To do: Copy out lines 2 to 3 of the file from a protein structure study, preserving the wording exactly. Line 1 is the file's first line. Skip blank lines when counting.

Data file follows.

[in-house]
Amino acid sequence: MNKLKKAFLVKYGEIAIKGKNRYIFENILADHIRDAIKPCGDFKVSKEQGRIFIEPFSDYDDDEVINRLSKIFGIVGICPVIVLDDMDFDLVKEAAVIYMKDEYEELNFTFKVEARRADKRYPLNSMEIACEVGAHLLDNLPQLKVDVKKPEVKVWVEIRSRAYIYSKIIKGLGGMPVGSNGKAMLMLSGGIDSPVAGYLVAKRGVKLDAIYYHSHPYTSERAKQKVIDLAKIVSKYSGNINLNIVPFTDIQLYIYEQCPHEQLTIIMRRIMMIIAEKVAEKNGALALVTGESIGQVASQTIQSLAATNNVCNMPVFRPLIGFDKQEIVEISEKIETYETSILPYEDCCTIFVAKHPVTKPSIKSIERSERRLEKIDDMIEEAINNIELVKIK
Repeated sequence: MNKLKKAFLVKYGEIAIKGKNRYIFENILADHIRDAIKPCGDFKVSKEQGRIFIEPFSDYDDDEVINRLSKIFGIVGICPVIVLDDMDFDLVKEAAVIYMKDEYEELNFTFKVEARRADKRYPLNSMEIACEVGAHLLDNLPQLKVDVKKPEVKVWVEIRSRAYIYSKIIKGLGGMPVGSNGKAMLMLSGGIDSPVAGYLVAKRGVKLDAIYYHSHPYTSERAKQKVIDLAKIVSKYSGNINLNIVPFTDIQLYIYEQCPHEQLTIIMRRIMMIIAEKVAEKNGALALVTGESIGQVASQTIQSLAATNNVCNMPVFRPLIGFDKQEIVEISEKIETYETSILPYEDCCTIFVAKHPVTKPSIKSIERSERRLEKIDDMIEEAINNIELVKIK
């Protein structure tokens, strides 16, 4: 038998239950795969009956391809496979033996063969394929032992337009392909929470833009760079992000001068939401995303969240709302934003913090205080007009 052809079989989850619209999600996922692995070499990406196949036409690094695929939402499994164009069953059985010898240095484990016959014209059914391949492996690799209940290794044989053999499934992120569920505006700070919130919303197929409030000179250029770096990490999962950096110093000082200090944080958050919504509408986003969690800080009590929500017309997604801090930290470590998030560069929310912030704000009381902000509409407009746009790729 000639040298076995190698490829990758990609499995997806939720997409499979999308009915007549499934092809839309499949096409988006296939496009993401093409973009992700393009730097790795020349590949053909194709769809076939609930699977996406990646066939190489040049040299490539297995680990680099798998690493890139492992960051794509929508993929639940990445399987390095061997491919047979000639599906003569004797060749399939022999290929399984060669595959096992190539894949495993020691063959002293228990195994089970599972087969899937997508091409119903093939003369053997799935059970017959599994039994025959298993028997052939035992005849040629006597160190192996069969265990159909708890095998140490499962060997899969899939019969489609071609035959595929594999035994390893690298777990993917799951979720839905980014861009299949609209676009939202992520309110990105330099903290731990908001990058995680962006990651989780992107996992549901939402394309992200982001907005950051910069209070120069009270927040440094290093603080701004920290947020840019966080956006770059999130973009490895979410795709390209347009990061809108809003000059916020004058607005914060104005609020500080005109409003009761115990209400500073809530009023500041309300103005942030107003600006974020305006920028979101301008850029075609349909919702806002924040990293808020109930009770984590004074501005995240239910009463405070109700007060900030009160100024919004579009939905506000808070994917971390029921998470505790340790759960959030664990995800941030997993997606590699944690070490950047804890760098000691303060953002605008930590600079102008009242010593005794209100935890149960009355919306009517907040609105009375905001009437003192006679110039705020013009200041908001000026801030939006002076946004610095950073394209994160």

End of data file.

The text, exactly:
Amino acid sequence: MNKLKKAFLVKYGEIAIKGKNRYIFENILADHIRDAIKPCGDFKVSKEQGRIFIEPFSDYDDDEVINRLSKIFGIVGICPVIVLDDMDFDLVKEAAVIYMKDEYEELNFTFKVEARRADKRYPLNSMEIACEVGAHLLDNLPQLKVDVKKPEVKVWVEIRSRAYIYSKIIKGLGGMPVGSNGKAMLMLSGGIDSPVAGYLVAKRGVKLDAIYYHSHPYTSERAKQKVIDLAKIVSKYSGNINLNIVPFTDIQLYIYEQCPHEQLTIIMRRIMMIIAEKVAEKNGALALVTGESIGQVASQTIQSLAATNNVCNMPVFRPLIGFDKQEIVEISEKIETYETSILPYEDCCTIFVAKHPVTKPSIKSIERSERRLEKIDDMIEEAINNIELVKIK
Repeated sequence: MNKLKKAFLVKYGEIAIKGKNRYIFENILADHIRDAIKPCGDFKVSKEQGRIFIEPFSDYDDDEVINRLSKIFGIVGICPVIVLDDMDFDLVKEAAVIYMKDEYEELNFTFKVEARRADKRYPLNSMEIACEVGAHLLDNLPQLKVDVKKPEVKVWVEIRSRAYIYSKIIKGLGGMPVGSNGKAMLMLSGGIDSPVAGYLVAKRGVKLDAIYYHSHPYTSERAKQKVIDLAKIVSKYSGNINLNIVPFTDIQLYIYEQCPHEQLTIIMRRIMMIIAEKVAEKNGALALVTGESIGQVASQTIQSLAATNNVCNMPVFRPLIGFDKQEIVEISEKIETYETSILPYEDCCTIFVAKHPVTKPSIKSIERSERRLEKIDDMIEEAINNIELVKIK